Image: Blackzheep, Getty Images/iStockphoto

Seasoned photographers work with RAW images for a reason. RAW photos, unprocessed images captured by a variety of digital camera manufacturers, provide advertising, marketing, and other professionals with a much more capable file format than traditional .GIF, .JPG, or .TIFF files. The lack of a definitive RAW file standard has resulted in numerous RAW file types in the wild, from Nikon’s.NEF files to Canon’s.CRW counterpart, among many others. Because RAW files capture a full range of elements and complete metadata from a camera’s image sensor, while also possessing a wider dynamic range than more common image formats, RAW files provide post-production capabilities unavailable in other file types.

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Numerous benefits result. For example, professionals using a RAW file can adjust f-stop exposures after a photo has been taken and gain the ability to apply lens corrections. RAW files also permit adjusting white balances and performing color grading tasks. Image appearance, subsequently, is dramatically affected. Unlike other file types, RAW images can’t typically immediately be printed or edited using basic bitmap graphics-editing programs.

That’s where Affinity Photo (Figure A) shines. The professional-grade image-editing application is priced at a budget-friendly $49.99 and works similar to many other popular photo-editing tools–it provides cropping, red-eye correction, blemish repair, and numerous other common functions, while also supporting a wide variety of RAW filetypes. In fact, Affinity Photo is the number one photography app within the Apple App Store and boasts an Editors’ Choice award.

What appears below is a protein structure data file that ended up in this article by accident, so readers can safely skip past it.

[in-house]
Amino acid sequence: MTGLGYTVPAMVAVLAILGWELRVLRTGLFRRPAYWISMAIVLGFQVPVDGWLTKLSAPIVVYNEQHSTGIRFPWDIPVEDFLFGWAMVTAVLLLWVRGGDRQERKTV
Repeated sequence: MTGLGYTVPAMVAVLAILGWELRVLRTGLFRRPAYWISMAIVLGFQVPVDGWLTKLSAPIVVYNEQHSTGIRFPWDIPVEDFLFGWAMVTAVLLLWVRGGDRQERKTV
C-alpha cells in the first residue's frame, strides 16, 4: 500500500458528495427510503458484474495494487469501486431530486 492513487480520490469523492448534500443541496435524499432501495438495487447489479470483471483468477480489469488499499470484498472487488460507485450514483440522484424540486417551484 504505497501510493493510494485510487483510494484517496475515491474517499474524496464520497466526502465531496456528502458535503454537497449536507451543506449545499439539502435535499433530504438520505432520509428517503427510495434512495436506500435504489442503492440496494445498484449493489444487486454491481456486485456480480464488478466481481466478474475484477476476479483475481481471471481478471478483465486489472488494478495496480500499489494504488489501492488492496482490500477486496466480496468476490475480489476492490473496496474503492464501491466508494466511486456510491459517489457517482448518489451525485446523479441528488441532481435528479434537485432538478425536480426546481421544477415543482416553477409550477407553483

Figure A

Serif’s Affinity Photo offers a variety of photo-editing and RAW-image processing functions.
Image: Serif (Europe) Ltd.

Affinity Photo includes numerous 16-bit filters, PSD (Adobe Photoshop) file compatibility, professional color space, and profile support and, potentially best of all, just a one-time purchase requirement. Unlike Adobe’s Photoshop cloud application, which requires a monthly recurring subscription, customers purchasing Affinity Photo need only pay once. Mac users also benefit from Affinity Photo’s integrated iCloud online backup and file synchronization capability, and the app can be purchased or provisioned through the Apple App Store.

To get started editing a RAW image within Affinity Photo, all you must do is open the RAW file. A Nikon.NEF file is shown in Figure B.

Figure B

Affinity Photo includes histogram support for RAW images.

Once a RAW image is opened within Affinity Photo, you can view the photo’s histogram, adjust exposure, blackpoint and brightness and change contrast, saturation, temperature, tint, and more. Clicking the Lens tab within the Histogram sidebar provides access to a host of additional tools, including distortion, rotation, and scale (Figure C).

Figure C

One benefit of RAW images is the ability to apply lens corrections.
Erik Eckel

After completing edits, corrections, and adjustments, clicking File and selecting Export provides a host of options. You can export files using a number of different formats, which can be printed or even edited using other common programs. Among the supported export file formats are .PNG, .JPEG, .GIF, .TIFF, .PSD, .EPS, and .PDF.

Affinity Photo works with 10.9 Mavericks and new Apple operating systems. Serif, the program’s developer, states an Intel 64-bit Core 2 Duo or better (2007 era) CPU is required, along with a minimum of 2 GB RAM and 1.34 GB of free disk space at installation.